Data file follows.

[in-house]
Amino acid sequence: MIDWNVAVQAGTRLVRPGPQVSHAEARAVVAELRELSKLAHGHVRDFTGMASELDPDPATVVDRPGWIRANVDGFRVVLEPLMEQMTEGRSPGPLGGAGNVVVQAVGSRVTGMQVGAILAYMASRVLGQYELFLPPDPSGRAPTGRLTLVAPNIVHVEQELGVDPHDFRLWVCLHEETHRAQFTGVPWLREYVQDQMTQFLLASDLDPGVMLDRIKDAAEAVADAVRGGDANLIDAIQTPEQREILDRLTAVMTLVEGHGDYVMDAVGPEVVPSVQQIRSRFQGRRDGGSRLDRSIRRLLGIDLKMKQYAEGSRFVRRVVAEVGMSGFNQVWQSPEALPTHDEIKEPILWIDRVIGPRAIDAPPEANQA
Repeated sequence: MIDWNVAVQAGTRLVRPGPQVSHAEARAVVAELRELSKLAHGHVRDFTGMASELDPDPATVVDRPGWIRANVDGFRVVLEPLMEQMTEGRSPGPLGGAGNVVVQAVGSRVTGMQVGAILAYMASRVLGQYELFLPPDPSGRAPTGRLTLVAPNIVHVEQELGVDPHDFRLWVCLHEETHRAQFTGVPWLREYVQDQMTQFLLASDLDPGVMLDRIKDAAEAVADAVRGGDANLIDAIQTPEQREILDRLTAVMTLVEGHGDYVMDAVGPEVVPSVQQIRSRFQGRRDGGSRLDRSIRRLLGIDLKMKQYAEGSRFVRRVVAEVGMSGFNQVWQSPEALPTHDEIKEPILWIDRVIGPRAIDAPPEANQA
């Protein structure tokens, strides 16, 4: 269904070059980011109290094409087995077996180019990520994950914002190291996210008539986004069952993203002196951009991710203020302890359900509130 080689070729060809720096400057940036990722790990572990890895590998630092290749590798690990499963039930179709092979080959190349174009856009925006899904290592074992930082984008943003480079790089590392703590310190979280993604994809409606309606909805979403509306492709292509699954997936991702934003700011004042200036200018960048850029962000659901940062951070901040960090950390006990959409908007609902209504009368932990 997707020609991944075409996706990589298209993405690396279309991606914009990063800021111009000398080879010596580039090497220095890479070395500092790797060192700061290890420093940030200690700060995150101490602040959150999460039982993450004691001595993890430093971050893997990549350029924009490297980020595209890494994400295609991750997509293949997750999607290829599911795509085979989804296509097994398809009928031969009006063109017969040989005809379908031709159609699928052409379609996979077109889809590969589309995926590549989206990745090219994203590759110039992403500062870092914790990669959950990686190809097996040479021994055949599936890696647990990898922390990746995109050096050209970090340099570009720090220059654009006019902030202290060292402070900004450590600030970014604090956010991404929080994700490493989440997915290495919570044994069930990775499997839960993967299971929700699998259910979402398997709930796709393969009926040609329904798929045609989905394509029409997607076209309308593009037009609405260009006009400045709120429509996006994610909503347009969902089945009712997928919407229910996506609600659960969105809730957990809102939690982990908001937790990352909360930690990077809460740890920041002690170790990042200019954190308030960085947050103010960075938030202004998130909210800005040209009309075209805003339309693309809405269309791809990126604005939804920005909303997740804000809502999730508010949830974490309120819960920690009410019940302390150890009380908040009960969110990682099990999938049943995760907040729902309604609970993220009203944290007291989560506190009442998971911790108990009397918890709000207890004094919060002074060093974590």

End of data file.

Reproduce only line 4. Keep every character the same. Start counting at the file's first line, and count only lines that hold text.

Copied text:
């Protein structure tokens, strides 16, 4: 269904070059980011109290094409087995077996180019990520994950914002190291996210008539986004069952993203002196951009991710203020302890359900509130 080689070729060809720096400057940036990722790990572990890895590998630092290749590798690990499963039930179709092979080959190349174009856009925006899904290592074992930082984008943003480079790089590392703590310190979280993604994809409606309606909805979403509306492709292509699954997936991702934003700011004042200036200018960048850029962000659901940062951070901040960090950390006990959409908007609902209504009368932990 997707020609991944075409996706990589298209993405690396279309991606914009990063800021111009000398080879010596580039090497220095890479070395500092790797060192700061290890420093940030200690700060995150101490602040959150999460039982993450004691001595993890430093971050893997990549350029924009490297980020595209890494994400295609991750997509293949997750999607290829599911795509085979989804296509097994398809009928031969009006063109017969040989005809379908031709159609699928052409379609996979077109889809590969589309995926590549989206990745090219994203590759110039992403500062870092914790990669959950990686190809097996040479021994055949599936890696647990990898922390990746995109050096050209970090340099570009720090220059654009006019902030202290060292402070900004450590600030970014604090956010991404929080994700490493989440997915290495919570044994069930990775499997839960993967299971929700699998259910979402398997709930796709393969009926040609329904798929045609989905394509029409997607076209309308593009037009609405260009006009400045709120429509996006994610909503347009969902089945009712997928919407229910996506609600659960969105809730957990809102939690982990908001937790990352909360930690990077809460740890920041002690170790990042200019954190308030960085947050103010960075938030202004998130909210800005040209009309075209805003339309693309809405269309791809990126604005939804920005909303997740804000809502999730508010949830974490309120819960920690009410019940302390150890009380908040009960969110990682099990999938049943995760907040729902309604609970993220009203944290007291989560506190009442998971911790108990009397918890709000207890004094919060002074060093974590």